Simon Sinek summarized his famous TED Talk on great leaders (see below) with these words:
“There are leaders and there are those who lead. Leaders hold a position of power or authority, but those who lead inspire us.”
His point: Leaders and those who lead are not the same.
“Whether they’re individuals or organizations, we follow those who lead, not because we have to, but because we want to. We follow those who lead, not for them, but for ourselves.”
How does that happen? How do leaders become someone who leads?
Start with figuring out the “Why”, says Sinek.
Individuals and organizations can all answer the question, what do you do? And that is usually the message given to customers, clients and the public. But few can answer the question why do you do it? The answer, ‘To make a profit’ doesn’t answer this question. The answer point to the result you or your organization want. What is meant by this question is, what is your reason for doing it, what is your purpose, why does your organization exist?
If you can answer this question and communicate it clearly, others will follow.
He gives the example of Apple. Apple doesn’t say: “We make great computers. They’re beautifully designed, simple to use and user friendly. Want to buy one?”
Apple’s message is: “Everything we do, we believe in challenging the status quo. We believe in thinking differently. The way we challenge the status quo is by making our products beautifully designed, simple to use and user friendly. We just happen to make great computers. Want to buy one?”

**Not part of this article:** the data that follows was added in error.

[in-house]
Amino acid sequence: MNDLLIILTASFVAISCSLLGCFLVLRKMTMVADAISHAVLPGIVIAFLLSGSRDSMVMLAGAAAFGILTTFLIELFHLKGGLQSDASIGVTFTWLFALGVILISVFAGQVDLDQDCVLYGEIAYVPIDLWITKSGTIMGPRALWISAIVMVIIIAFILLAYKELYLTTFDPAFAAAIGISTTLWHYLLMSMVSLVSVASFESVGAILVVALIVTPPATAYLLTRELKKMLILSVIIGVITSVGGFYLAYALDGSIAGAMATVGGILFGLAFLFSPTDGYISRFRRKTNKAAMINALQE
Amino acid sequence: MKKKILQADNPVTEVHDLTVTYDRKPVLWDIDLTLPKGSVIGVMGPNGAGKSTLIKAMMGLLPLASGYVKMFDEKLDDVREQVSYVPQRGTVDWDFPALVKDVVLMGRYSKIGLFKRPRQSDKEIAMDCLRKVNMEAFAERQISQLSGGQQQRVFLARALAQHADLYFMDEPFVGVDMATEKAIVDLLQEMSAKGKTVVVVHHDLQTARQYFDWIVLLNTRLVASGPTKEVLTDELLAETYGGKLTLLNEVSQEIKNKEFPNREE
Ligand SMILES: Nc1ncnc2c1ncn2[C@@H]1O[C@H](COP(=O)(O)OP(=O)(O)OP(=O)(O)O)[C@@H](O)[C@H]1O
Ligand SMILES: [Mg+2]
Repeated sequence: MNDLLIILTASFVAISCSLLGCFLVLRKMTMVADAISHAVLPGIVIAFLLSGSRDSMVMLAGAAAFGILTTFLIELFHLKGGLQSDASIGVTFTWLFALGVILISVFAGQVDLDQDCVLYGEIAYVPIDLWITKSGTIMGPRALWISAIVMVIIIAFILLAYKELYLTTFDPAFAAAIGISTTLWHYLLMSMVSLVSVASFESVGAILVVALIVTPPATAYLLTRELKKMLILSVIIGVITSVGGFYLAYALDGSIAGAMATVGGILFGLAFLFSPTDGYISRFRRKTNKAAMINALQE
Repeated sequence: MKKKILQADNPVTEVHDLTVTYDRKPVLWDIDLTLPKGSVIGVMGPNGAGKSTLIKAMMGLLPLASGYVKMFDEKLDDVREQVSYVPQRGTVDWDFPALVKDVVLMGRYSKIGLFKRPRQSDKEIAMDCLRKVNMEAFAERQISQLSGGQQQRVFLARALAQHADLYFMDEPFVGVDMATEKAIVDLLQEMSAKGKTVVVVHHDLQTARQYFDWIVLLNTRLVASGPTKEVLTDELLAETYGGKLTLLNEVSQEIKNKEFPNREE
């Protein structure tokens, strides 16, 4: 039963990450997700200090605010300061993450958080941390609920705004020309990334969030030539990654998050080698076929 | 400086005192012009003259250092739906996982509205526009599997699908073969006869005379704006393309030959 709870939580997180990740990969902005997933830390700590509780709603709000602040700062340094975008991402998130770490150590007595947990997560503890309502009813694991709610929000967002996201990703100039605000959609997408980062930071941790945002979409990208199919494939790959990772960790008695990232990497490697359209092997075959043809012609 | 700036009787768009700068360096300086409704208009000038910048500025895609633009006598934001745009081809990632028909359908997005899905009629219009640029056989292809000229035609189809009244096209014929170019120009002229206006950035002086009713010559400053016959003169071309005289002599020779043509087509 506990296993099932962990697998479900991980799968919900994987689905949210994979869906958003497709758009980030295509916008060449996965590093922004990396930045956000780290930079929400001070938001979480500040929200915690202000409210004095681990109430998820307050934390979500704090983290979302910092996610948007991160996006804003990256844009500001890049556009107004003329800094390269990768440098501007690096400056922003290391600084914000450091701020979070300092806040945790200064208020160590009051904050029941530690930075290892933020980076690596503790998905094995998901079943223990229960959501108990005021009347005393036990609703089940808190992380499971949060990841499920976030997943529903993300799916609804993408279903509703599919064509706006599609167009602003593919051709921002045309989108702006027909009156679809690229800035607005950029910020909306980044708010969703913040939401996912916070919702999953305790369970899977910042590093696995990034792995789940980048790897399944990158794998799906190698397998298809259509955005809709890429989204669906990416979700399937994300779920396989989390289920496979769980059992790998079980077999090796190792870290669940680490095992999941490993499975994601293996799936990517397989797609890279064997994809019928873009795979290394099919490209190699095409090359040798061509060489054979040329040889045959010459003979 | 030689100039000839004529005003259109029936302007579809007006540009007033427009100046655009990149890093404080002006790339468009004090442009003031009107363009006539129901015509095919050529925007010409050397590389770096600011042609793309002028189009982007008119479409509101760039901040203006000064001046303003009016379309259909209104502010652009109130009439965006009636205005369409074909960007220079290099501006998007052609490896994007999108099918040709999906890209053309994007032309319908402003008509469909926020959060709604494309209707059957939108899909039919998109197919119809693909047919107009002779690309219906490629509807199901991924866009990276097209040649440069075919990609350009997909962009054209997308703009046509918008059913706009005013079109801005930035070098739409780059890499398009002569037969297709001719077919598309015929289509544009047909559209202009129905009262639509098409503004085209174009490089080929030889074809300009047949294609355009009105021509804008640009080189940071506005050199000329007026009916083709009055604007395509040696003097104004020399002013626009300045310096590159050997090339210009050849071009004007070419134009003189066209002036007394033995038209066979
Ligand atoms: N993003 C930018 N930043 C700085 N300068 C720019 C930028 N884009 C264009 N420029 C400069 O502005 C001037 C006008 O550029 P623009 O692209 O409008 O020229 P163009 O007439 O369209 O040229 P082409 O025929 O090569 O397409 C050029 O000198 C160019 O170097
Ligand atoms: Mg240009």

Sinek points out that the order of information in this message is reversed. This is an example of communication from the inside out.
“People don’t buy what you do; they buy why you do it. The goal is not to do business with everybody who needs what you have. The goal is to do business with people who believe what you believe.”
Sinek explains this is not his opinion, it is actually based in the tenets of biology.
The neocortex, corresponds with the “what” level. It can handle vast amounts of information, but it’s not responsible for decision-making. The limbic brain is. The limbic brain is responsible for our feelings, but it has no capacity for language. So, if we direct our communication at the neocortex with lots of facts and figures, people will understand, but the neocortex doesn’t drive behaviour. If we direct our message at the limbic brain by talking about what we belief in, why we are doing something, then the messages will hit our target.
“This explains why sometimes when you give a person all the facts and figures, they say, “I know what all the facts and details say, but it just doesn’t feel right.” Sinek explains in these circumstances we say it doesn’t “feel” right, because the part of the brain that controls decision-making doesn’t control language.
If your message touches something in your audience, if they believe what you believe, they will follow you, whether you are a political leader, a corporation or an individual fighting for a cause.
“People don’t buy what you do; they buy why you do it.”